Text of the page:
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The development of an inpatient symptom monitoring intervention, according to researchers, may enhance awareness of patient symptom burden and improve symptom control and health care usage.
A significant number of patients with cancer who are hospitalized unexpectedly experience substantial physical and psychological symptoms, according to study results published in Cancer.
The findings also demonstrated that patients with hematologic cancers and possibly curable solid cancers appear to receive fewer inpatient palliative care consultations.
“Although prior studies have demonstrated disparities in the use of inpatient palliative care among patients with hematologic cancer compared with those with solid cancer, to our knowledge less is known regarding inpatient palliative care use for patients with potentially curable cancer,” the researchers wrote. “A more comprehensive understanding of the palliative and supportive care needs of patients with hematologic cancer and those with potentially curable disease is necessary to ensure that hospitals have adequate and appropriately allocated palliative and supportive care programs.”
The researchers enrolled and surveyed 1,549 patients who were hospitalized with cancer between 2014 and 2017 to compare the symptom burden, palliative care consultation and readmission rates in those patients by cancer type and treatment intent. Among the study participants, 13.6% had potentially curable hematologic cancer, 15.4% had potentially curable solid cancer, 9.7% had incurable hematologic cancer and 61.2% had incurable solid cancer.
Most patients experienced moderate to severe physical symptom burdens including fatigue, poor well‐being, drowsiness, pain and lack of appetite. Compared with other study groups, patients with incurable solid cancer were more likely to have reported moderate to severe pain, lack of appetite, constipation, labored breathing and nausea.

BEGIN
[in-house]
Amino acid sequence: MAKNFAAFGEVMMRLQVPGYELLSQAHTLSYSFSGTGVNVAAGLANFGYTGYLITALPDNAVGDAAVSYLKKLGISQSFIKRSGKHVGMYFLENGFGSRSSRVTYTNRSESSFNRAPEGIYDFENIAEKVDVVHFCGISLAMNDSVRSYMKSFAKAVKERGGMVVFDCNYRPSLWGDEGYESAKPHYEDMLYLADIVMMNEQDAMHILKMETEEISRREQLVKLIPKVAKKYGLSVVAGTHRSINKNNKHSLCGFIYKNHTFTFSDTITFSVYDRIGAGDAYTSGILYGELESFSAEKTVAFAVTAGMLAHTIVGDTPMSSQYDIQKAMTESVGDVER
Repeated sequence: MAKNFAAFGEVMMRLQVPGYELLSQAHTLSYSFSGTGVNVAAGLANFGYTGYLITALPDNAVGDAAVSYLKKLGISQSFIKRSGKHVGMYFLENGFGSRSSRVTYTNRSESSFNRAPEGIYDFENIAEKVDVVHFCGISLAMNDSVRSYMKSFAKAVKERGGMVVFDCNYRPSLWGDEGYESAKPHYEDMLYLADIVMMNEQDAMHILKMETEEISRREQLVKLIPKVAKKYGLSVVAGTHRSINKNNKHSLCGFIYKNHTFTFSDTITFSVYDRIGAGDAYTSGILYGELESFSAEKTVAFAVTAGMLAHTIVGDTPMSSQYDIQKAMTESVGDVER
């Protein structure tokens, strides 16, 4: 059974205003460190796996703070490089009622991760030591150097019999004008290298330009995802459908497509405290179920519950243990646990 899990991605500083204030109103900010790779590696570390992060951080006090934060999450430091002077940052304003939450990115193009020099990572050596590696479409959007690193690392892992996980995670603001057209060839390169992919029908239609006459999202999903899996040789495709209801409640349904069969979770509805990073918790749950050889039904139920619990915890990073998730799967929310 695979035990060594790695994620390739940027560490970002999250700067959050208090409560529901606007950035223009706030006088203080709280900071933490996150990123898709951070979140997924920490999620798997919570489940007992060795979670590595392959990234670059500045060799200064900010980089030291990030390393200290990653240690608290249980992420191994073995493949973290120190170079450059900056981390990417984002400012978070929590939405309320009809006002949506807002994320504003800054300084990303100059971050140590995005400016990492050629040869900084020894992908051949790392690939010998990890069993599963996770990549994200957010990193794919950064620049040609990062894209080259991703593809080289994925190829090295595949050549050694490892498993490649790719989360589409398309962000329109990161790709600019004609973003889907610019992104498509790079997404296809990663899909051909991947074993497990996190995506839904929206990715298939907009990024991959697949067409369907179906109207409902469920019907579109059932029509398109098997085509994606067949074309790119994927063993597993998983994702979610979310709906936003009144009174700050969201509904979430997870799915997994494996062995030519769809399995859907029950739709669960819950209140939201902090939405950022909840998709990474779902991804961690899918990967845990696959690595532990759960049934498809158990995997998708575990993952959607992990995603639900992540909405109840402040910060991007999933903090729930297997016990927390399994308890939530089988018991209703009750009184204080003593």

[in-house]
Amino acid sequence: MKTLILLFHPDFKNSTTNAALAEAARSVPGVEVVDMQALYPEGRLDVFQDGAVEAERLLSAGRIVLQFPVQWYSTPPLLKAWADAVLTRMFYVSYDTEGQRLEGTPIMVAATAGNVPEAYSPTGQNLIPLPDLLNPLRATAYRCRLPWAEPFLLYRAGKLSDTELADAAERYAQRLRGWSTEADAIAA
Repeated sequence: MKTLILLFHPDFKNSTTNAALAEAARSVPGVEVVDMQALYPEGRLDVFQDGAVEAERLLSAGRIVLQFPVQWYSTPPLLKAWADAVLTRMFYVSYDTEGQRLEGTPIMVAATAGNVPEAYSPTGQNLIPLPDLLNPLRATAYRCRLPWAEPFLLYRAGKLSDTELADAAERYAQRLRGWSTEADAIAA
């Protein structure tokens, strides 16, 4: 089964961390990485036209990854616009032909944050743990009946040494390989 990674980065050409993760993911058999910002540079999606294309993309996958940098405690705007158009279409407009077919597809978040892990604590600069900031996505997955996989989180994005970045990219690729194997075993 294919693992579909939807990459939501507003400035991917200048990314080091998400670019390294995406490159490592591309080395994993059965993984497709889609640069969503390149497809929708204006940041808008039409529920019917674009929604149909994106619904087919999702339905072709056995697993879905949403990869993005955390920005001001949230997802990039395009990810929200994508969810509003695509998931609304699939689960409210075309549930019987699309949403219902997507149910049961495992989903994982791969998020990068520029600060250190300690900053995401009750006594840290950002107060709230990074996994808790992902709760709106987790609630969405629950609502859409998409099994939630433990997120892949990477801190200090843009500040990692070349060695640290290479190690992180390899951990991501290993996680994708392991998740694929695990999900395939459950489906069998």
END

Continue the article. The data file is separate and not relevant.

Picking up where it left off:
As for psychological symptom burdens, 17.2% of patients reported experiencing depression, 16.6% reported anxiety and 13.1% reported post-traumatic stress disorder. Additionally, patients with incurable solid cancers were more likely to report experiencing anxiety symptoms than any of the other study groups.
Of the total participants, 24.4% received an inpatient palliative care consultation. Patients with incurable solid cancer (28.6%) received the most inpatient palliative care consultations compared with the other study groups. In a separate analysis, patients with incurable solid cancer had a higher likelihood of receiving an inpatient palliative care consultation.
Of the patients at risk for hospital readmission, 13.8% died before being readmitted. A significant percentage of patients across all groups were readmitted to the hospital within 90 days: 42.4% of patients with potentially curable hematologic cancer, 31.2% of potentially curable solid cancer, 40.4% of incurable hematologic cancer and 44.9% of incurable solid cancer.
The results also demonstrated that patients with solid and hematologic incurable cancer experienced a higher risk of hospital readmission or death within 90 days compared with patients with potentially curable solid cancer. Additionally, patients with incurable solid cancer experienced a higher risk of hospital readmission or death compared with patients with incurable hematologic cancer.
“The current study findings highlight the importance of symptom monitoring for hospitalized patients with cancer and have important clinical implications for the allocation of inpatient palliative and supportive care resources,” the researchers wrote.
The development of an inpatient symptom monitoring intervention, according to the researchers, may enhance awareness of patient symptom burden and improve symptom control and health care usage.
“Future studies should test the efficacy of inpatient symptom monitoring as a strategy to address the extensive physical and psychological symptom burdens in hospitalized patients with solid and hematologic cancer regardless of treatment intent,” they concluded.